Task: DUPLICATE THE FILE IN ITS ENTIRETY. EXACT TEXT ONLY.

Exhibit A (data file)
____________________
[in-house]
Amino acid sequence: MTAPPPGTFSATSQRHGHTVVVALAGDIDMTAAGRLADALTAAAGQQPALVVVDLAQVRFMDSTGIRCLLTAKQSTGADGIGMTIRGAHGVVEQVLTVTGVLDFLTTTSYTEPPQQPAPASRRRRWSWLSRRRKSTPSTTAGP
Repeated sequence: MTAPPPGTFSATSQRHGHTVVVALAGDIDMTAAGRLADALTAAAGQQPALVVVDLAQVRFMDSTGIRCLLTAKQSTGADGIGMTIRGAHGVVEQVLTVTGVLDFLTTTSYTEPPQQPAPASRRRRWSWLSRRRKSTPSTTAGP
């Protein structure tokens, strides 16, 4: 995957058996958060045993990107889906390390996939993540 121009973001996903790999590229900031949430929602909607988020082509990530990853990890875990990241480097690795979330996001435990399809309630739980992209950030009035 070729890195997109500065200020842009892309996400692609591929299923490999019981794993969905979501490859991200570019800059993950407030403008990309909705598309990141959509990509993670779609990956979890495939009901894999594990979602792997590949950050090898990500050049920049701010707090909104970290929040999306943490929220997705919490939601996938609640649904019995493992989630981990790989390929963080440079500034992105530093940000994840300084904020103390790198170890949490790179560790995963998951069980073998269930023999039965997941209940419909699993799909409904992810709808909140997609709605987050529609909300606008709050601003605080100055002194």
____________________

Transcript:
[in-house]
Amino acid sequence: MTAPPPGTFSATSQRHGHTVVVALAGDIDMTAAGRLADALTAAAGQQPALVVVDLAQVRFMDSTGIRCLLTAKQSTGADGIGMTIRGAHGVVEQVLTVTGVLDFLTTTSYTEPPQQPAPASRRRRWSWLSRRRKSTPSTTAGP
Repeated sequence: MTAPPPGTFSATSQRHGHTVVVALAGDIDMTAAGRLADALTAAAGQQPALVVVDLAQVRFMDSTGIRCLLTAKQSTGADGIGMTIRGAHGVVEQVLTVTGVLDFLTTTSYTEPPQQPAPASRRRRWSWLSRRRKSTPSTTAGP
């Protein structure tokens, strides 16, 4: 995957058996958060045993990107889906390390996939993540 121009973001996903790999590229900031949430929602909607988020082509990530990853990890875990990241480097690795979330996001435990399809309630739980992209950030009035 070729890195997109500065200020842009892309996400692609591929299923490999019981794993969905979501490859991200570019800059993950407030403008990309909705598309990141959509990509993670779609990956979890495939009901894999594990979602792997590949950050090898990500050049920049701010707090909104970290929040999306943490929220997705919490939601996938609640649904019995493992989630981990790989390929963080440079500034992105530093940000994840300084904020103390790198170890949490790179560790995963998951069980073998269930023999039965997941209940419909699993799909409904992810709808909140997609709605987050529609909300606008709050601003605080100055002194």